Country for PR: Japan
Contributor: Kyodo News JBN
Tuesday, November 24 2020 - 17:00
"If You Don't Shoot the Arrow, It Doesn't Hit the Target"--Interview with WPI-MANA Researcher
TSUKUBA, Japan, Nov. 24, 2020 /Kyodo JBN- AsiaNet/ --

With their ability to transport electricity without loss and at zero 
resistance, superconductors are a technology that could solve a host of 
environmental and energy problems. The Nano Frontier Superconducting Materials 
Group at MANA, led by Prof. Yoshihiko Takano, is focusing on the physical 
properties of high-temperature superconductors, as well as magnetic 
refrigeration materials and other functional materials. The group is also 
developing cables incorporating new superconducting materials. Recently, they 
have been searching for new substances by utilizing machine learning, and have 
discovered a series of new superconductors as they work toward the ultimate 
goal: room-temperature superconductivity. 

Currently, this research requires extremely low temperatures and extremely high 
pressures. So the team is also developing artificial intelligence for materials 
search as well as high-pressure technologies.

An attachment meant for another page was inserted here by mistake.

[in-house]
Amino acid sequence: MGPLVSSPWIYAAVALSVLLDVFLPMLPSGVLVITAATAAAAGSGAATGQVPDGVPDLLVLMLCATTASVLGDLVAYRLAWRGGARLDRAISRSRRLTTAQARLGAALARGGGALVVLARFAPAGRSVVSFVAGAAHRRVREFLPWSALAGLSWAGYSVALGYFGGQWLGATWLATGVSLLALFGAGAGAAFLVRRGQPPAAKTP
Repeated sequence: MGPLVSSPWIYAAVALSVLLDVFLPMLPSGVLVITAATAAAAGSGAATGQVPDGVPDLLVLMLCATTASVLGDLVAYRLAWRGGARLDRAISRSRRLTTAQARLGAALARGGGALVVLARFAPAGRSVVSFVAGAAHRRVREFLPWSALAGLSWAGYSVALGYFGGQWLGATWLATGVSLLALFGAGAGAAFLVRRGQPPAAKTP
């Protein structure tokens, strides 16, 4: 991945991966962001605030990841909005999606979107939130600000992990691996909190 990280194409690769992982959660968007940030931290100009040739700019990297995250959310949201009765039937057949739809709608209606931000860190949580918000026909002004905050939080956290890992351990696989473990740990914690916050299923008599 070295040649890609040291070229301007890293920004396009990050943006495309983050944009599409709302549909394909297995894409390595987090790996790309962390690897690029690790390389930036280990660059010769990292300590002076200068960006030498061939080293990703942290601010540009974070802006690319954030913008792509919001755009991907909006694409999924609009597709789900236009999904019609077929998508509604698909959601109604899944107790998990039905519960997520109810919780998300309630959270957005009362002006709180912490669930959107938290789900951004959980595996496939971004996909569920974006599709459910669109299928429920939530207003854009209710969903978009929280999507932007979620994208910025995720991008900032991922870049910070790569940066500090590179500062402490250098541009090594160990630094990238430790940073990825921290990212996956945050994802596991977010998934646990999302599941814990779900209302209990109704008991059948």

Q: What inspired you to enter the field of superconductivity?

"When I began my university studies in Japan, superconductivity was being 
talked about as a key technology to solve the world's energy problems. So I 
decided to enter the field. I initially worked on high-temperature 
superconducting cuprates."

"Later I moved to the Institute of Solid-State Physics (ISSP) at the University 
of Tokyo, where I started a small project to investigate new materials, and 
discovered the niobium oxide superconductor KCa2Nb3O10. I put this material 
into an n-butyllithium liquid and kept it there for a few days; the material 
integrated, and gradually became superconducting."

"Superconductivity is of course a physical property, but the reaction between 
liquid and a solid is soft chemistry. So, by using a combination of physics and 
soft chemistry, I was able to find this new material. Many people who read my 
paper called the material a 'tsukemono chodendo-tai,' meaning pickled 

Q: You are famous for discovering a new superconductor using red wine. What 
made you think of that?

"Well, we could have used soft drinks or soy sauce or something...."

Click the link below to read the whole article.


MANA International Symposium 2021

SOURCE: International Center for Materials Nanoarchitectonics (WPI-MANA), 
National Institute for Materials Science (NIMS)